Complete Guide to spaCy

spaCy is a relatively new framework in the Python Natural Language Processing environment but it quickly gains ground and will most likely become the de facto library. There are some really good reasons for its popularity:

It's really FAST
Written in Cython, it was specifically designed to be as fast as possible
It's really ACCURATE
spaCy implementation of its dependency parser is one of the best-performing in the world:
It Depends: Dependency Parser Comparison
Using A Web-based Evaluation Tool

Batteries included
  • Index preserving tokenization (details about this later)
  • Models for Part Of Speech tagging, Named Entity Recognition and Dependency Parsing
  • Supports 8 languages out of the box
  • Easy and beautiful visualizations
  • Pretrained word vectors
Extensible
It plays nicely with all the other already existing tools that you know and love: Scikit-Learn, TensorFlow, gensim
DeepLearning Ready
It also has its own deep learning framework that’s especially designed for NLP tasks:
Thinc

Quickstart

spaCy is easy to install:

Notice that the installation doesn’t automatically download the English model. We need to do that ourselves.

Notice the index preserving tokenization in action. Rather than only keeping the words, spaCy keeps the spaces too. This is helpful for situations when you need to replace words in the original text or add some annotations. With NLTK tokenization, there’s no way to know exactly where a tokenized word is in the original raw text. spaCy preserves this “link” between the word and its place in the raw text. Here’s how to get the exact index of a word:

The Token class exposes a lot of word-level attributes. Here are a few examples:

The spaCy toolbox

Let’s now explore what are the models bundled up inside spaCy.

Sentence detection

Here’s how to achieve one of the most common NLP tasks with spaCy:

Part Of Speech Tagging

We’ve already seen how this works but let’s have another look:

Named Entity Recognition

Doing NER with spaCy is super easy and the pretrained model performs pretty well:

You can also view the IOB style tagging of the sentence like this:

The spaCy NER also has a healthy variety of entities. You can view the full list here: Entity Types

Let’s use displaCy to view a beautiful visualization of the Named Entity annotated sentence:

displaCy Named Entity Visualization

Chunking

spaCy automatically detects noun-phrases as well:

Notice how the chunker also computes the root of the phrase, the main word of the phrase.

Dependency Parsing

This is what makes spaCy really stand out. Let’s see the dependency parser in action:

If this doesn’t help visualizing the dependency tree, displaCy comes in handy:

displaCy dependency parse visualization

Word Vectors

spaCy comes shipped with a Word Vector model as well. We’ll need to download a larger model for that:

The vectors are attached to spaCy objects: Token, Lexeme (a sort of unnatached token, part of the vocabulary), Span and Doc. The multi-token objects average its constituent vectors.

Explaining word vectors(aka word embeddings) are not the purpose of this tutorial. Here are a few properties word vectors have:

  • If two words are similar, they appear in similar contexts
  • Word vectors are computed taking into account the context (surrounding words)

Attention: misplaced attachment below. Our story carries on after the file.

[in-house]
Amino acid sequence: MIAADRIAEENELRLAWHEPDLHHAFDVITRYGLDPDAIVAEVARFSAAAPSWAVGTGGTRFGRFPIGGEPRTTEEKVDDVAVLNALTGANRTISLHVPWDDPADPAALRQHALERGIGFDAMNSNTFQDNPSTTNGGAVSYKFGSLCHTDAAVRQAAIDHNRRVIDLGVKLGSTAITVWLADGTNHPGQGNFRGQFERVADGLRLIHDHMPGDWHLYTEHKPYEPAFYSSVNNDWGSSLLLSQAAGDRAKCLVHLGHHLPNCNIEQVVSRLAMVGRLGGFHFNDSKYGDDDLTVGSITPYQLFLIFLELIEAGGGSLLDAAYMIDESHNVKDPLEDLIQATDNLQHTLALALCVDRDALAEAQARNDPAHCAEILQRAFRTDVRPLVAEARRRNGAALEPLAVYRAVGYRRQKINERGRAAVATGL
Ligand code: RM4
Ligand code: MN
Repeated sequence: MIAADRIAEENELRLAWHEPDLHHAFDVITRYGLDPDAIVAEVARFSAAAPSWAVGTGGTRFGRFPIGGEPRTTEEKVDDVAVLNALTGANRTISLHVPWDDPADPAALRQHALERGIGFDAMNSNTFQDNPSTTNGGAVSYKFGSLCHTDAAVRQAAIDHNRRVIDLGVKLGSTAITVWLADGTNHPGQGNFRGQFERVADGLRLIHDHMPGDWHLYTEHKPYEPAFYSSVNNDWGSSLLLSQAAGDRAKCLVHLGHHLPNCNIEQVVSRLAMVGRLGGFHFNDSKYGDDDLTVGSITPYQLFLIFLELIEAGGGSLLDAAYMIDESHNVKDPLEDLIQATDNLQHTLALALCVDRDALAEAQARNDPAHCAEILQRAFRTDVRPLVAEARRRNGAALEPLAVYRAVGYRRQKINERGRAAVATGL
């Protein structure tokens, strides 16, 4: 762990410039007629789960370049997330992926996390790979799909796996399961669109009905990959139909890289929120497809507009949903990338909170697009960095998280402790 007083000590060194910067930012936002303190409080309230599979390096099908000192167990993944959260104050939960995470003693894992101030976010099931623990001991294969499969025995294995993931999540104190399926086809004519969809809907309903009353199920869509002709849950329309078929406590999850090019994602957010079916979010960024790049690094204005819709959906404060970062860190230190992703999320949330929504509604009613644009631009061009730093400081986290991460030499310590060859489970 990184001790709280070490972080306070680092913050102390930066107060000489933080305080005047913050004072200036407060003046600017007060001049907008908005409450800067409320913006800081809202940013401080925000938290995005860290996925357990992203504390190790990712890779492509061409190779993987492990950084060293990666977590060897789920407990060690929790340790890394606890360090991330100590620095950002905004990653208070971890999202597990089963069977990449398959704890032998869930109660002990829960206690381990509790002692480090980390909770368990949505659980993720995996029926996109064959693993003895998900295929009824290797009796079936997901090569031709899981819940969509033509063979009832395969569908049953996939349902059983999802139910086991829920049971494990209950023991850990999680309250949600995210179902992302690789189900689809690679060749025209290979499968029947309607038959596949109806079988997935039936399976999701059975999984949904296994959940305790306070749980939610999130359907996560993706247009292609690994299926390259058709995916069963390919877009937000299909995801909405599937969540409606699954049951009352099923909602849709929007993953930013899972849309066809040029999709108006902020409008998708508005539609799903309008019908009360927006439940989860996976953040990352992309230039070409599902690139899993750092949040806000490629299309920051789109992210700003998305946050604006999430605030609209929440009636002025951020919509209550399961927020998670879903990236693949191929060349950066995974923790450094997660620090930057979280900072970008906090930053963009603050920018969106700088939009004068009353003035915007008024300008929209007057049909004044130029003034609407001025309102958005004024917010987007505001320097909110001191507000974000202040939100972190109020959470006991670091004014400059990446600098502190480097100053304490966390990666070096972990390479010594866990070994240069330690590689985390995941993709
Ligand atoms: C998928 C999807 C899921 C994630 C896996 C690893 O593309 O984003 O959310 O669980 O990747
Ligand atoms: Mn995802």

• Given the two previous observations, similar words should have similar word vectors
  • Using vectors we can derive relationships between words

Let’s see how we can access the embedding of a word in spaCy:

There’s a really famous example of word embedding math: "man" - "woman" + "queen" = "king". It sounds pretty crazy to be true, so let’s test that out:

Surprisingly, the closest word vector in the vocabulary for “man” – “woman” + “queen” is still “Queen” but “King” comes right after. Maybe behind every King is a Queen?

Computing Similarity

Based on the word embeddings, spaCy offers a similarity interface for all of it’s building blocks: Token, Span, Doc and Lexeme. Here’s how to use that similarity interface:

Let’s now use this technique on entire texts:

Extending spaCy

The entire spaCy architecture is built upon three building blocks: Document (the big encompassing container), Token(most of the time, a word) and Span (set of consecutive Tokens). The extensions you create can add extra functionality to anyone of the these components. There are some examples out there for what you can do. Let’s create an extension ourselves.

Creating Document level Extension

One can easily create extensions for every component type. Such extensions only have access to the context of that component. What happens if you need the tokenized text along with the Part-Of-Speech tags. Let’s now build a custom pipeline. Pipelines are another important abstraction of spaCy. The nlp object goes through a list of pipelines and runs them on the document. For example the tagger is ran first, then the parser and ner pipelines are applied on the already POS annotated document. Here’s how the nlp default pipeline structure looks like:

Creating a custom pipeline

Let’s build a custom pipeline that needs to be applied after the tagger pipeline is ran. We need the POS tags to get the Synset from Wordnet.

Let’s see how the pipeline structure looks like:

Conclusions

spaCy is a modern, reliable NLP framework that quickly became the standard for doing NLP with Python. Its main advantages are: speed, accuracy, extensibility. It also comes shipped with useful assets like word embeddings. It can act as the central part of your production NLP pipeline.